February 24, 2016: Nature Communications
Frances E Jones, Matthew A Bailey, Lydia S Murray, Yinhui Lu, Sarah McNeilly, Ursula Schlötzer-Schrehardt, Rachel Lennon, Yoshikazu Sado, David G Brownstein, John J Mullins, Karl E Kadler, Tom Van Agtmael
Collagen IV is a major component of basement membranes, and mutations in COL4A1, which encodes collagen IV alpha chain 1, cause a multisystemic disease encompassing cerebrovascular, eye and kidney defects. However, COL4A1 renal disease remains poorly characterized and its pathomolecular mechanisms are unknown. We show that Col4a1 mutations in mice cause hypotension and renal disease, including proteinuria and defects in Bowman's capsule and the glomerular basement membrane, indicating a role for Col4a1 in glomerular filtration...
February 2016: Disease Models & Mechanisms
Claudia Yuste, Francisco Rivera, Juan Antonio Moreno, Juan Manuel López-Gómez
Recent studies suggest a pathogenic role for glomerular haematuria among renal function. However, there is no data on the prevalence of haematuria from a large renal biopsy registry. We analysed the prevalence of gross (GH) and microscopic (mH) haematuria in 19,895 patients that underwent native renal biopsies from the Spanish Registry of Glomerulonephritis. Haematuria's overall incidence was 63% (GH 8.6% and mH 55.1%), being more frequent in males (64.7% vs. 62.4%). GH was more prevalent in patients <18 years (21...
January 28, 2016: Scientific Reports
Melanie My Chan, Daniel P Gale
Isolated microscopic, or non-visible, haematuria of glomerular origin was previously regarded a benign finding, but it is now known that, even in the absence of proteinuria, hypertension or renal impairment at presentation, haematuria is associated with increased risk of kidney failure in the long term. The most common causes of isolated microscopic haematuria among children and young adults are IgA nephropathy, Alport syndrome (AS), and thin basement membrane nephropathy (TBMN). AS, which is usually inherited as an X-linked or autosomal recessive trait, and TBMN, which is usually autosomal dominant, are caused by mutations in the genes encoding type-IV collagen, an abundant component of the glomerular basement membrane...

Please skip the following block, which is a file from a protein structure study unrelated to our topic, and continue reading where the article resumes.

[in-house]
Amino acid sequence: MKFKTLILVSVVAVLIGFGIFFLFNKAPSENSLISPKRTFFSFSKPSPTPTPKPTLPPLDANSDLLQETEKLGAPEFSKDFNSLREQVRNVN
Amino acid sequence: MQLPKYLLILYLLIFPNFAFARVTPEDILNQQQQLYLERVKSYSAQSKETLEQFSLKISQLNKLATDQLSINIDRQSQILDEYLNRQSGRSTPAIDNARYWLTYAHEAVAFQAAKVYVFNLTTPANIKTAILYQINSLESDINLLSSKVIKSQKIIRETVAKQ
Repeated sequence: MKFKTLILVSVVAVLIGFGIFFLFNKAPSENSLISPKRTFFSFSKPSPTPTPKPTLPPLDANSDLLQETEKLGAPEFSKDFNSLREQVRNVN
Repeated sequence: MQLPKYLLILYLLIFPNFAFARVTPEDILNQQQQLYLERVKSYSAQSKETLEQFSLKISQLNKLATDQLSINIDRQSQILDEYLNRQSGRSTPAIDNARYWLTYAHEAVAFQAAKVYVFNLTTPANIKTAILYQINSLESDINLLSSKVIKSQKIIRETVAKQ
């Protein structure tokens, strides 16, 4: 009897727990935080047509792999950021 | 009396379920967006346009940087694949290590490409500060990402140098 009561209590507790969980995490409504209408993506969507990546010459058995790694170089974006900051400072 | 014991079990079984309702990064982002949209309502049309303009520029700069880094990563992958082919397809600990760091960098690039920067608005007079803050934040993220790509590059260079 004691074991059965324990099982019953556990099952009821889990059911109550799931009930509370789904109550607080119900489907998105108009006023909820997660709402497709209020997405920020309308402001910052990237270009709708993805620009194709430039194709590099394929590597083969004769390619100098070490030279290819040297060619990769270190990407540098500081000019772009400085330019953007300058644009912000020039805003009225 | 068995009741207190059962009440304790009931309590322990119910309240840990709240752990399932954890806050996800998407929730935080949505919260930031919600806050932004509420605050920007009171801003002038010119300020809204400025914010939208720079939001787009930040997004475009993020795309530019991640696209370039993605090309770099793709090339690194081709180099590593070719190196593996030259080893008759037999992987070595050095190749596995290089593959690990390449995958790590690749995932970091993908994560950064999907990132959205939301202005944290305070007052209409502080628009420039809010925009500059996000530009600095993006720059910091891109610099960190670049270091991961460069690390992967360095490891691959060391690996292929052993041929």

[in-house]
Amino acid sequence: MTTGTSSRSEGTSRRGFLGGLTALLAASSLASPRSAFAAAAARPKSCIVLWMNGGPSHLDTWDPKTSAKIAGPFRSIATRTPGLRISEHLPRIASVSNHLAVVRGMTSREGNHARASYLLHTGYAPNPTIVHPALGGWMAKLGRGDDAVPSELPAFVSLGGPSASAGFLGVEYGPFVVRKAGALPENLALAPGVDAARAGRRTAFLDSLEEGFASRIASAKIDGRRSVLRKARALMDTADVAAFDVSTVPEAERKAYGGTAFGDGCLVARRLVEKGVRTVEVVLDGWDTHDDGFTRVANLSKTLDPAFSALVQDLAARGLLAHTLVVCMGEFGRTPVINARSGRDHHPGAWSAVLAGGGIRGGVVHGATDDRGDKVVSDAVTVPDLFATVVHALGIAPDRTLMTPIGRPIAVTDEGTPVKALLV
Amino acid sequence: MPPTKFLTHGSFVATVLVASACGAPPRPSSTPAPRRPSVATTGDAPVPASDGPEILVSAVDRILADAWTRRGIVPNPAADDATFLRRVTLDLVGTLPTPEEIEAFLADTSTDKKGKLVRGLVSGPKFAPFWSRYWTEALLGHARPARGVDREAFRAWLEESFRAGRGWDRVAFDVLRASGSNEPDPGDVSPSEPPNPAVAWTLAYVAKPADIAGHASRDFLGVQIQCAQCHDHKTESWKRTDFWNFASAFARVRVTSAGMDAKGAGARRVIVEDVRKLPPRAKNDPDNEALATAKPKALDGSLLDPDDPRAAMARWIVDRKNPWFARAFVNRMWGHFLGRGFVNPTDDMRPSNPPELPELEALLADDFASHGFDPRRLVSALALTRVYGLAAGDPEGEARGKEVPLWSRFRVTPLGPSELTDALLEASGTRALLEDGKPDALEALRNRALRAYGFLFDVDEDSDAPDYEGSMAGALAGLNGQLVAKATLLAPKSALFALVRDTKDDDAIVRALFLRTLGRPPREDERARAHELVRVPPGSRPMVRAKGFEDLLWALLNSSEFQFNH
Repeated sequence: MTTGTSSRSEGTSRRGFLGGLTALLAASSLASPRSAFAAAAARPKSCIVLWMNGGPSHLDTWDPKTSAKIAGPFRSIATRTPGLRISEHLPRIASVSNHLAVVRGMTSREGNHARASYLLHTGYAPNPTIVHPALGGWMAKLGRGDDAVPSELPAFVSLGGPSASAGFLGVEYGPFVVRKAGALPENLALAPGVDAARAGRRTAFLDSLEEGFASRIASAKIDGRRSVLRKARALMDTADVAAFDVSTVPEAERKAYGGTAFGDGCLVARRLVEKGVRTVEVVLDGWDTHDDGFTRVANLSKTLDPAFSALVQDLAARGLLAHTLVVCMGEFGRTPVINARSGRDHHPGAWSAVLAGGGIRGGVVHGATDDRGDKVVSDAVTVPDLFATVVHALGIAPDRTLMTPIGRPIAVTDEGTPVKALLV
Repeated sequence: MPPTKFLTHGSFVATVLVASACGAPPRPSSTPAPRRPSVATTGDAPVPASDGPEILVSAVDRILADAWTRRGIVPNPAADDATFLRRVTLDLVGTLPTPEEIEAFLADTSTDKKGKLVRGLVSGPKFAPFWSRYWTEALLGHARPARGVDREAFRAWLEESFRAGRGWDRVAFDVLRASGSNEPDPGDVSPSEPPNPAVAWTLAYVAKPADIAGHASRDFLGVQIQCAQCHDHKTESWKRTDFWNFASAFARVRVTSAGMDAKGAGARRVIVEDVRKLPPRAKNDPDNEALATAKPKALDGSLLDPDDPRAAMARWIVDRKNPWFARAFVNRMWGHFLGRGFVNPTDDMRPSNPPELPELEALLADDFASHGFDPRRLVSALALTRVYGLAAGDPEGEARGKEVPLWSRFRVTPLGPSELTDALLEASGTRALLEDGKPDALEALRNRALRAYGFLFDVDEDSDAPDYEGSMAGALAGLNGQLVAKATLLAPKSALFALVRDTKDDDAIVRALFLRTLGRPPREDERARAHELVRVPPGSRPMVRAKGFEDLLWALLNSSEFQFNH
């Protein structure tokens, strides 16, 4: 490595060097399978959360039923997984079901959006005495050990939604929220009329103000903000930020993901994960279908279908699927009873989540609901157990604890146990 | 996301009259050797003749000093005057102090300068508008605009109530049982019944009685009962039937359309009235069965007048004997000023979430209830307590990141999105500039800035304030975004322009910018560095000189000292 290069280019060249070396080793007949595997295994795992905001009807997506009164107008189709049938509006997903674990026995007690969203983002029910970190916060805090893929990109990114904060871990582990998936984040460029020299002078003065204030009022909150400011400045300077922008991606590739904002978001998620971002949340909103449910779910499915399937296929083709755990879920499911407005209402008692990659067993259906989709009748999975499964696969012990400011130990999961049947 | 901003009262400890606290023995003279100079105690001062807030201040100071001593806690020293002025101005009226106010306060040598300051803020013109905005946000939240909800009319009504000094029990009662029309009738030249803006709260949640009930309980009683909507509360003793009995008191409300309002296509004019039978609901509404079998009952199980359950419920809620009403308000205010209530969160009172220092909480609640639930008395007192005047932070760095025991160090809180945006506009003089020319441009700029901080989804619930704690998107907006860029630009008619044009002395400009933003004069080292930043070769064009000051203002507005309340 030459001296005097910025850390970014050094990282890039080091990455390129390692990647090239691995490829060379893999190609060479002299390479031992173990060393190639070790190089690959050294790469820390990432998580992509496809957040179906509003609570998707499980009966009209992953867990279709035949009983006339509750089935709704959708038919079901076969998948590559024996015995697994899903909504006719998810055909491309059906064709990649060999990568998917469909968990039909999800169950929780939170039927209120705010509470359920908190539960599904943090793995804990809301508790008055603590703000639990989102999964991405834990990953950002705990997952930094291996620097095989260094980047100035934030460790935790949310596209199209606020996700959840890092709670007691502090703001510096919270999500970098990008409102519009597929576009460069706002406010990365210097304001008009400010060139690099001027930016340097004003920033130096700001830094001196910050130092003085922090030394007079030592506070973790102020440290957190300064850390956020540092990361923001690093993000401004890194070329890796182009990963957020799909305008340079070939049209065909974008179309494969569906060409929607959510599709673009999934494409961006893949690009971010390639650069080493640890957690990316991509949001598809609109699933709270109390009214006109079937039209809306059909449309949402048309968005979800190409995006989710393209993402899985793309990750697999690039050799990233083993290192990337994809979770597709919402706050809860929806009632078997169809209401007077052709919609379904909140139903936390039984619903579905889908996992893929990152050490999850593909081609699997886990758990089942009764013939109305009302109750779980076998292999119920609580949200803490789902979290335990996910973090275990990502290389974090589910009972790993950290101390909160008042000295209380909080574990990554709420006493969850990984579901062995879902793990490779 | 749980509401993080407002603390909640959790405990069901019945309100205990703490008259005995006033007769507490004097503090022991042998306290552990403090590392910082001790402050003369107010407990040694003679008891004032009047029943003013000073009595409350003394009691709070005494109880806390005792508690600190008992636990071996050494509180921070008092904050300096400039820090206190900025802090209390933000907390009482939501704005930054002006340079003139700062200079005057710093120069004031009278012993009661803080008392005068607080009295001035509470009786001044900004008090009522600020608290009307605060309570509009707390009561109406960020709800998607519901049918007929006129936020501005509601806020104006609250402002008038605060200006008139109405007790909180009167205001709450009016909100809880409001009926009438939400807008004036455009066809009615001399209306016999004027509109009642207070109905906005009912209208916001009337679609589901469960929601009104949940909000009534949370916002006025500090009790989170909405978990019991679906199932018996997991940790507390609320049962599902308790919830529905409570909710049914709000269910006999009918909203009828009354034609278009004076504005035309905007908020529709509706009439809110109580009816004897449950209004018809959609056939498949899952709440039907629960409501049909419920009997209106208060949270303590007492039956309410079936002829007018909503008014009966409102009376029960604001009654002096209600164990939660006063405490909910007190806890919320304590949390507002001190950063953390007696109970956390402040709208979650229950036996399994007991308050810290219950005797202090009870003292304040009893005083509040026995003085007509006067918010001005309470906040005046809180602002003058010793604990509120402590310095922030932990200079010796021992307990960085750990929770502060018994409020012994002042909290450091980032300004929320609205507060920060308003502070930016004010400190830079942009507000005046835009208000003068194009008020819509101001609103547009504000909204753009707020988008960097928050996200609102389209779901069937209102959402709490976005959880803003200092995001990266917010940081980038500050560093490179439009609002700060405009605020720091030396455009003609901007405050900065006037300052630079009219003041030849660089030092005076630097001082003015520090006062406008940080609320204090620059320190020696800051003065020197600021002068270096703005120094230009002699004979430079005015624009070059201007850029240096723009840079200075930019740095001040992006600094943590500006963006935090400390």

December 2015: Clinical Medicine: Journal of the Royal College of Physicians of London
Sudheer Kumar Reddy, Afsana Jahan, Swasti Chaturvedi, Indira Agarwal
BACKGROUND: Outcome data in paediatrics regarding the use of plasmapheresis for immunological kidney disease are scarce. OBJECTIVES: We aimed to evaluate the role of plasmapheresis in children presenting with severe renal impairment secondary to immunological kidney diseases. METHODS: A retrospective chart review of children admitted between January 2009 and August 2013 to the Paediatric Nephrology Unit, Christian Medical College, Vellore, India, and requiring plasma exchange was undertaken...
December 2015: Clinical Kidney Journal
Matthias Wuttke, Maximilian Seidl, Angelica Malinoc, Friedrich C Prischl, E Wolfgang Kuehn, Gerd Walz, Anna Köttgen
COL4A5 mutations are a known cause of Alport syndrome, which typically manifests with haematuria, hearing loss and ocular symptoms. Here we report on a 16-year-old male patient with a negative family history who presented with proteinuria, progressive renal failure and haemolysis, but without overt haematuria or hearing loss. A renal biopsy revealed features of atypical IgA nephropathy, while a second biopsy a year later showed features of focal segmental glomerulosclerosis, but was finally diagnosed as chronic thrombotic microangiopathy...
December 2015: Clinical Kidney Journal